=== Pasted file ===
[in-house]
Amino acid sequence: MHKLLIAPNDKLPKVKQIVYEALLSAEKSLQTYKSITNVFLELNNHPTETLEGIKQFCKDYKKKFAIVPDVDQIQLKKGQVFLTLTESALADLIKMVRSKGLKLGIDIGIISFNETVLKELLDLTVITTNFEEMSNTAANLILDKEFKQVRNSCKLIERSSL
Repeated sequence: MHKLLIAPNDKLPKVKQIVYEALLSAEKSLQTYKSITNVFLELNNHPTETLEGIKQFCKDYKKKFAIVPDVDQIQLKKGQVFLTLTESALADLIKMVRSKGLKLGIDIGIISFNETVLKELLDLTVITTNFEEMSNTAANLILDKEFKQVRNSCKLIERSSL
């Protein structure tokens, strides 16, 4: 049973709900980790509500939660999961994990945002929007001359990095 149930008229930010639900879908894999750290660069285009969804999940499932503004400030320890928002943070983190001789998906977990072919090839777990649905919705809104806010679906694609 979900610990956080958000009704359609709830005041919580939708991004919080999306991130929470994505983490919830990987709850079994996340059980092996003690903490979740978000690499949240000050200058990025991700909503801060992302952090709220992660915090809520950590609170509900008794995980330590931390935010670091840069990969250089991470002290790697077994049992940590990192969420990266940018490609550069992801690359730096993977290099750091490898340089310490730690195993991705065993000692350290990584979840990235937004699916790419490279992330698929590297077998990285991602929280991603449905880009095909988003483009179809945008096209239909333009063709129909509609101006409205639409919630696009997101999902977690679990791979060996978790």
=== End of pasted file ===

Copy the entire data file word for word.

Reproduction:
[in-house]
Amino acid sequence: MHKLLIAPNDKLPKVKQIVYEALLSAEKSLQTYKSITNVFLELNNHPTETLEGIKQFCKDYKKKFAIVPDVDQIQLKKGQVFLTLTESALADLIKMVRSKGLKLGIDIGIISFNETVLKELLDLTVITTNFEEMSNTAANLILDKEFKQVRNSCKLIERSSL
Repeated sequence: MHKLLIAPNDKLPKVKQIVYEALLSAEKSLQTYKSITNVFLELNNHPTETLEGIKQFCKDYKKKFAIVPDVDQIQLKKGQVFLTLTESALADLIKMVRSKGLKLGIDIGIISFNETVLKELLDLTVITTNFEEMSNTAANLILDKEFKQVRNSCKLIERSSL
């Protein structure tokens, strides 16, 4: 049973709900980790509500939660999961994990945002929007001359990095 149930008229930010639900879908894999750290660069285009969804999940499932503004400030320890928002943070983190001789998906977990072919090839777990649905919705809104806010679906694609 979900610990956080958000009704359609709830005041919580939708991004919080999306991130929470994505983490919830990987709850079994996340059980092996003690903490979740978000690499949240000050200058990025991700909503801060992302952090709220992660915090809520950590609170509900008794995980330590931390935010670091840069990969250089991470002290790697077994049992940590990192969420990266940018490609550069992801690359730096993977290099750091490898340089310490730690195993991705065993000692350290990584979840990235937004699916790419490279992330698929590297077998990285991602929280991603449905880009095909988003483009179809945008096209239909333009063709129909509609101006409205639409919630696009997101999902977690679990791979060996978790």